White House E-mail Archiving Plan Revealed
Obama Administration Describes System Put in Place to Prevent Loss of White House E-mails
For more information contact:
Meredith Fuchs - 202/994-7000
Washington, DC, January 15, 2010 - Pursuant to a settlement reached between the National Security Archive and the White House Executive Office of the President (EOP), the White House today issued a letter describing critical aspects of the EOP unclassified network e-mail preservation and archiving system now used in the White House. Among other specifics, the letter describes:
- Automated capture and preservation of all e-mail and Blackberry messages sent or received on the EOP’s unclassified network;
- Documents segregated into component-specific repositories and broad search capabilities that improve the ability to find e-mail records in response to legal or administrative needs;
- Blocking of access to personal and external Web-based e-mail systems from White House unclassified workstations;
- Controls against unauthorized deletion of e-mails and an accounting of any deleted e-mails;
- Systematic emergency recovery backups of the system; and
- Automatically generated audit reports and system health-check dashboard reports to assist in the identification of problems.
“The system automatically addresses the critical components of capture, backup, and preservation – all of which were missing in the prior system,” explained Al Lakhani, Managing Director at Alvrez & Marsal Dispute Analysis and Forensic Services, who acted as the Archive’s technical expert during the litigation.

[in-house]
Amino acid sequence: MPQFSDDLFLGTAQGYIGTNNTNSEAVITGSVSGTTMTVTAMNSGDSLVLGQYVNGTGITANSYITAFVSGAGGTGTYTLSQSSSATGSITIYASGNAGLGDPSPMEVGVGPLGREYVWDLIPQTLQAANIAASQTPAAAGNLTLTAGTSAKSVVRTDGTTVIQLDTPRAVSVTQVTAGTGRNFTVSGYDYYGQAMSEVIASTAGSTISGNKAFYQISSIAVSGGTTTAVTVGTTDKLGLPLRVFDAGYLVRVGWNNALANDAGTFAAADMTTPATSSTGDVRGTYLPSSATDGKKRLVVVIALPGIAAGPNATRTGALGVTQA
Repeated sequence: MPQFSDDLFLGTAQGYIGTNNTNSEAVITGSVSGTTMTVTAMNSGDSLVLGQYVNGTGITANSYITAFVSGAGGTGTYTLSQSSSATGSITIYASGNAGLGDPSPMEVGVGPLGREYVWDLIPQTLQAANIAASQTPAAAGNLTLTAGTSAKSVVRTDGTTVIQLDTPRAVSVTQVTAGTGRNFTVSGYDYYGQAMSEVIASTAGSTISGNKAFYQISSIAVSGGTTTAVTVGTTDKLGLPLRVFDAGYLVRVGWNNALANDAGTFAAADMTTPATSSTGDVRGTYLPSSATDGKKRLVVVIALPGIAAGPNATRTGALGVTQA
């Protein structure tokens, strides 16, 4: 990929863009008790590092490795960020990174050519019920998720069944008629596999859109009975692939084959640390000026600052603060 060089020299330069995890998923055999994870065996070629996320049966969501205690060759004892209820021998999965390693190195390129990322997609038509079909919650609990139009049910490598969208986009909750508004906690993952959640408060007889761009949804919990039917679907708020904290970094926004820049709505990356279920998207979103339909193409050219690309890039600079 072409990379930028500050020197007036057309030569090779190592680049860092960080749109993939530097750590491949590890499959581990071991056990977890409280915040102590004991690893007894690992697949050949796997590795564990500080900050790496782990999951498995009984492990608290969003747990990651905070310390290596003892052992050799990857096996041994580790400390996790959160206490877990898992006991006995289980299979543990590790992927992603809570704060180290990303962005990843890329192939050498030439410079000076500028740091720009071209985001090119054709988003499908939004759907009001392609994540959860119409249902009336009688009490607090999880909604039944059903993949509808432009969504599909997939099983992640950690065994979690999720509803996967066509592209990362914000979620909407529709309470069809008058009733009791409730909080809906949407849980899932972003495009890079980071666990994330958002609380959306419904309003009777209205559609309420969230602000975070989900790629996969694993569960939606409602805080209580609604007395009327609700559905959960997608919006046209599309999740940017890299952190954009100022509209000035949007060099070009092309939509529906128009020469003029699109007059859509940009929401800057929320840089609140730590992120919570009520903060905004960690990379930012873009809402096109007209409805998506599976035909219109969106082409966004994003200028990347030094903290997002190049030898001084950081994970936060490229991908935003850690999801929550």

Kristen A. Lejnieks, counsel for the Archive from Jones Day commented: “While the Archive continues to urge the White House to upgrade its system by adding new and better protections against unanticipated problems, the system now in place includes controls and automated reporting that will quickly bring unauthorized actions to light for investigation. We can be much more confident than before that, even if an unauthorized deletion of e-mails could take place, it would be detected by a range of people within the EOP.”
“The White House appears to be approaching its record preservation obligations with greater conscientiousness than during the last administration,” stated Meredith Fuchs, the Archive’s General Counsel.
The letter released today was transmitted as agreed under a settlement of two consolidated lawsuits that were separately filed by the National Security Archive and Citizens for Responsibility and Ethics in Washington (CREW) after it was disclosed in April 2007 that the White House had ceased archiving its e-mails in 2003.